In summary, the carrot provides many benefits for healthy vision, but eating carrots every day will not restore vision to 20/20. Optical deformities like astigmatism, conditions like strabismus and diseases like glaucoma cannot be corrected by eating Bugs Bunny’s food of choice. Corrective lenses and eye procedures would still be necessary even if every American ate a steady diet of carrots. Because carrots are rich in vitamin A and lutein, they are always a good choice for a nutrient-packed snack. So keep packing those carrot sticks in the school lunches, mom. But don’t expect X-ray vision from little Tommy. He will still need to wear his glasses every day!

For more information on carrots and eyesight, please visit YourSightMatters.com.

How a 23-Year-Old Went Blind In One Eye After Wearing Cheap Halloween Contacts

Male eye with dark eyeshadow makeup black eyebrow and orange colored decorative contact lens with serious look closeup

Meet Julian Hamlin, a 23-year-old from Florence, South Carolina, who went blind in his left eye after wearing color contacts he bought at a gas station.

Hamlin, who currently works as an administrative assistant and a receptionist, says he bought the pair for $15 without a prescription back in 2010. Local gas stations and beauty stores sold these cheap color contacts, and many teens in his area would buy them, he told BuzzFeed Life in an interview. Hamlin wore the lenses almost every day and took proper precautions to disinfect and replace them each month. “There were no warnings or instructions about the risks,” he says.

After wearing the same brand of contact lenses for about two years, he woke up in March 2012 with a severe infection.

“It was so out the blue. … I just woke up and my eye felt weird, so I went to the doctor, but he thought it was pinkeye,” says Hamlin. Three days later, he was in the hospital with blindness in his left eye due to a severe corneal ulcer (a sore in the lining of the eye due to an infection). Hamlin later developed glaucoma from increased eye pressure, which would require a permanent stent (pictured above, right) to help drain fluid from his eye.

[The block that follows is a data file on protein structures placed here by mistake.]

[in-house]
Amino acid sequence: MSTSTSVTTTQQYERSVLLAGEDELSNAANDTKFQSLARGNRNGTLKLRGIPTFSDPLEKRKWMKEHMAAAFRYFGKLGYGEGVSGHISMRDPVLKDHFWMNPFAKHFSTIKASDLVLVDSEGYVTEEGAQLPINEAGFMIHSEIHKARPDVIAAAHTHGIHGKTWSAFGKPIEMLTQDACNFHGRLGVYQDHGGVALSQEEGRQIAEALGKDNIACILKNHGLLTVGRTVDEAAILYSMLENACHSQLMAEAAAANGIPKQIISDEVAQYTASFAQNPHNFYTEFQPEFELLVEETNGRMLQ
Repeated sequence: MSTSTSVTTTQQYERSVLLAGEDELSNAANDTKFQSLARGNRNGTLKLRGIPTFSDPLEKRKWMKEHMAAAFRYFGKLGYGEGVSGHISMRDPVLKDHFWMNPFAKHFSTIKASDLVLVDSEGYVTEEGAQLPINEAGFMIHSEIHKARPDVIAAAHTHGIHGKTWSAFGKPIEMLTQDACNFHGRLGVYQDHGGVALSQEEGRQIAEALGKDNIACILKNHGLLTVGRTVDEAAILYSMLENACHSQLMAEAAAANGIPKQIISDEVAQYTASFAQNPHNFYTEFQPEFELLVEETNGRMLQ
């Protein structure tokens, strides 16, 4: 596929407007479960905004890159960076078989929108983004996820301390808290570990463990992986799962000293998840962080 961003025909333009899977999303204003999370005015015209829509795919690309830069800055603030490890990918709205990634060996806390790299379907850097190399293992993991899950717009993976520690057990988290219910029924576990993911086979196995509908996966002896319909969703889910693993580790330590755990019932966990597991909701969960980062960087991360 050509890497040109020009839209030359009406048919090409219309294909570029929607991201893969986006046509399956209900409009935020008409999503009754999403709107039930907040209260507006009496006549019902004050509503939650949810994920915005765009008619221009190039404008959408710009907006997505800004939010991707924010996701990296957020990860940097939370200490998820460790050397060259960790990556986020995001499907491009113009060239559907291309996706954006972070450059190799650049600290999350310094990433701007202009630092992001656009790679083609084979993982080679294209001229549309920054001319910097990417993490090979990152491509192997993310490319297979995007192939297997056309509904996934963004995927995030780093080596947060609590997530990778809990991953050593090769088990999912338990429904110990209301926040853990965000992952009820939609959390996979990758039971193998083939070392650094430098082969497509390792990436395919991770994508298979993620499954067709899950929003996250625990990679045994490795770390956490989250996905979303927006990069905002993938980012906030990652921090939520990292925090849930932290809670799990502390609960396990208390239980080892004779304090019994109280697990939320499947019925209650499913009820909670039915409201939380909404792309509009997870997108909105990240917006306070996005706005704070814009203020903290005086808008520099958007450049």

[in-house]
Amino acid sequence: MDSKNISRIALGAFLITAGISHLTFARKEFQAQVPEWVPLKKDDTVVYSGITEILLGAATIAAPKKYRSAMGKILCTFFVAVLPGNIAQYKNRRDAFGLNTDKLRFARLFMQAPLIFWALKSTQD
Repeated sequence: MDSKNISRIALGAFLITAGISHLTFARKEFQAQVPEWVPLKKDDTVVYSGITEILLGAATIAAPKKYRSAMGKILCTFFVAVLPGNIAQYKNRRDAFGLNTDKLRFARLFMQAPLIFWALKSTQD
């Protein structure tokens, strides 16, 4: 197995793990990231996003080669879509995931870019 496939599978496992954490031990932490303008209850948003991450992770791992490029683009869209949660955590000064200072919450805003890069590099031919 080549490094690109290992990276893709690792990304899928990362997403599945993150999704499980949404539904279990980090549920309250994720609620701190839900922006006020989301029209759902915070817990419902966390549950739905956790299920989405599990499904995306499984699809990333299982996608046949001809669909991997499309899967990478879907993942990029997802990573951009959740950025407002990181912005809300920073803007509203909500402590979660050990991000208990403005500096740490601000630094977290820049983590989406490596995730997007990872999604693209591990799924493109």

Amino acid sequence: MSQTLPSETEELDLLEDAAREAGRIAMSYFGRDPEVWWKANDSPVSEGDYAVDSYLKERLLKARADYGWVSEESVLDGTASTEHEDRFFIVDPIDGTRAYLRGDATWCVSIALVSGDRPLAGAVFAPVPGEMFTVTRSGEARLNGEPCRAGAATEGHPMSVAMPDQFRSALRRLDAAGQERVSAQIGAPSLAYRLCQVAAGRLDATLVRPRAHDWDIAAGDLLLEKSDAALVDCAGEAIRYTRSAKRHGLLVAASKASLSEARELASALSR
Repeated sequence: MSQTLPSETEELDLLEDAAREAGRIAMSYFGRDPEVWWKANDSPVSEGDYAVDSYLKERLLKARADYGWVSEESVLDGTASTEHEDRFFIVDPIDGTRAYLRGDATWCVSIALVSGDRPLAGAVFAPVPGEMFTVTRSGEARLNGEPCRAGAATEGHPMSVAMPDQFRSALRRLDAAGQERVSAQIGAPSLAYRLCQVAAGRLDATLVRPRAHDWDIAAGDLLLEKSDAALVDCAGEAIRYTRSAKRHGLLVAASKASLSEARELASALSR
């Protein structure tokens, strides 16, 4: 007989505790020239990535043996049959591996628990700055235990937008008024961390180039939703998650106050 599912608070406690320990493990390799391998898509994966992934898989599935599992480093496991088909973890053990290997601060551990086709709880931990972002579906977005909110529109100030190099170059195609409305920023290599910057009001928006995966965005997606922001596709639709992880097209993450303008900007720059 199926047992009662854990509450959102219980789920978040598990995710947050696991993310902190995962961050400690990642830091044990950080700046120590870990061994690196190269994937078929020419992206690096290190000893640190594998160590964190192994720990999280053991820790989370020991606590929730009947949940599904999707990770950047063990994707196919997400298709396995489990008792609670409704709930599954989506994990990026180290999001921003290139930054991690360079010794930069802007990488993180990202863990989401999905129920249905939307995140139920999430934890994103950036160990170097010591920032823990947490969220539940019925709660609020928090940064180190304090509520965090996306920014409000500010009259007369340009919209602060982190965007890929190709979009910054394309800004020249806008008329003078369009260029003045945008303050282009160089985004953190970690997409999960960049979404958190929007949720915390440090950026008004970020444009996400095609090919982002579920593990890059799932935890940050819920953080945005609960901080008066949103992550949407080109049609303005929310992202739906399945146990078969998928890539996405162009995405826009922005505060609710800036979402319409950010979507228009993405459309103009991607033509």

“It’s been a long, painful journey,” Hamlin says of the 15 surgeries, including seven corneal transplants, he has needed since 2012.

In a two-year span, Hamlin says, his medical expenses have topped $250,000, although there has been little improvement in his vision. “My left eye is completely blurry; it’s been a big transition,” says Hamlin, who has also suffered unemployment and emotional pain due to his injuries. “I’ve had to miss so many days of work, and I can’t lift anything over 25 pounds because it increases the pressure in my eyes, so I’m limited in my jobs,” he says.

Hamlin is often required to wear an eye patch or sunglasses because of the increased sensitivity in his eyes. “It’s very hard to wear an eyepatch in public. … It took my family three months to get me out of the house, because people can be so cruel and disrespectful about it,” says Hamlin.

“Please do not wear these on Halloween — it might be more difficult and expensive to get a prescription, but a $10 pair isn’t worth the risk and pain,” Hamlin says.

Hamlin is currently trying to control his glaucoma and make sure he is healthy so his most recent corneal transplant takes well. His hope is to recover enough minimal vision in his left eye so that he can be fitted for corrective glasses which can help balance his sight as best possible.

It’s actually illegal to sell contact lenses — even novelty ones — without a prescription in the U.S., since they’re considered medical devices.

“There is no difference between corrective and costume lenses — they all need to be fitted to your eye by a qualified eye care professional who can write a prescription,” Thomas Steinemann, M.D., clinical spokesperson for the American Academy of Ophthalmology and professor of ophthalmology at Case Western Reserve, tells BuzzFeed Life. If contact lenses don’t fit the shape of the eye properly, Steinemann says, they can cause discomfort, pain, and scratching.

Plus, most cheap novelty contacts you see in stores aren’t actually FDA-approved.

“Many of these illegal lenses are cheaply made overseas from older materials and they are not FDA-approved for sale in the United States,” Steinemann says. Researchers have found increased levels of chlorine in costume contacts, which can be very dangerous for the eyes. Additionally, Steinemann says, the toxic dyes and paints used to tint contact lenses can leak out into the eye if it’s a poorer-quality lens.

Cheap lenses are also more likely trap germs and cause scratching, which can lead to blinding infections.